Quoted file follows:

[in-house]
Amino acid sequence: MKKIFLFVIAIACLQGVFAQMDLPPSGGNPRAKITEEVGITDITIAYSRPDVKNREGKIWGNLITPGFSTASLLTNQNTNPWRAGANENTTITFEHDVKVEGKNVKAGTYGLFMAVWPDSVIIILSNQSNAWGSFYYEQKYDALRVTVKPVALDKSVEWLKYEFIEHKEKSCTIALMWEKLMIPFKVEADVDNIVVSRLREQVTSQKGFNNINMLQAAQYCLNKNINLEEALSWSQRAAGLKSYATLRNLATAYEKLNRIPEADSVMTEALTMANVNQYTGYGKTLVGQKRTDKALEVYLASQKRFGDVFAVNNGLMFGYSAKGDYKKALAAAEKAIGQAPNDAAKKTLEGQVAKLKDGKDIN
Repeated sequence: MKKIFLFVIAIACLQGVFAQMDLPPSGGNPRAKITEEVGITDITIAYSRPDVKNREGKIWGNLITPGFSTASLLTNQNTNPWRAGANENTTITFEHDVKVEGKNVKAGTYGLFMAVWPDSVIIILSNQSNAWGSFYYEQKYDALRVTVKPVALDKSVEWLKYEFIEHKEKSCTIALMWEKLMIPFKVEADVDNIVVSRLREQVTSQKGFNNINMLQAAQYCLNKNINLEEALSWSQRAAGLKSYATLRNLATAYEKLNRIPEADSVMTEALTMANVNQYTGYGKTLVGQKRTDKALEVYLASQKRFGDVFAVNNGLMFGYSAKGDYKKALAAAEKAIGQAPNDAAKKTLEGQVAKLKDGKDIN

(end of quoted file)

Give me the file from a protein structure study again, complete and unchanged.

[in-house]
Amino acid sequence: MKKIFLFVIAIACLQGVFAQMDLPPSGGNPRAKITEEVGITDITIAYSRPDVKNREGKIWGNLITPGFSTASLLTNQNTNPWRAGANENTTITFEHDVKVEGKNVKAGTYGLFMAVWPDSVIIILSNQSNAWGSFYYEQKYDALRVTVKPVALDKSVEWLKYEFIEHKEKSCTIALMWEKLMIPFKVEADVDNIVVSRLREQVTSQKGFNNINMLQAAQYCLNKNINLEEALSWSQRAAGLKSYATLRNLATAYEKLNRIPEADSVMTEALTMANVNQYTGYGKTLVGQKRTDKALEVYLASQKRFGDVFAVNNGLMFGYSAKGDYKKALAAAEKAIGQAPNDAAKKTLEGQVAKLKDGKDIN
Repeated sequence: MKKIFLFVIAIACLQGVFAQMDLPPSGGNPRAKITEEVGITDITIAYSRPDVKNREGKIWGNLITPGFSTASLLTNQNTNPWRAGANENTTITFEHDVKVEGKNVKAGTYGLFMAVWPDSVIIILSNQSNAWGSFYYEQKYDALRVTVKPVALDKSVEWLKYEFIEHKEKSCTIALMWEKLMIPFKVEADVDNIVVSRLREQVTSQKGFNNINMLQAAQYCLNKNINLEEALSWSQRAAGLKSYATLRNLATAYEKLNRIPEADSVMTEALTMANVNQYTGYGKTLVGQKRTDKALEVYLASQKRFGDVFAVNNGLMFGYSAKGDYKKALAAAEKAIGQAPNDAAKKTLEGQVAKLKDGKDIN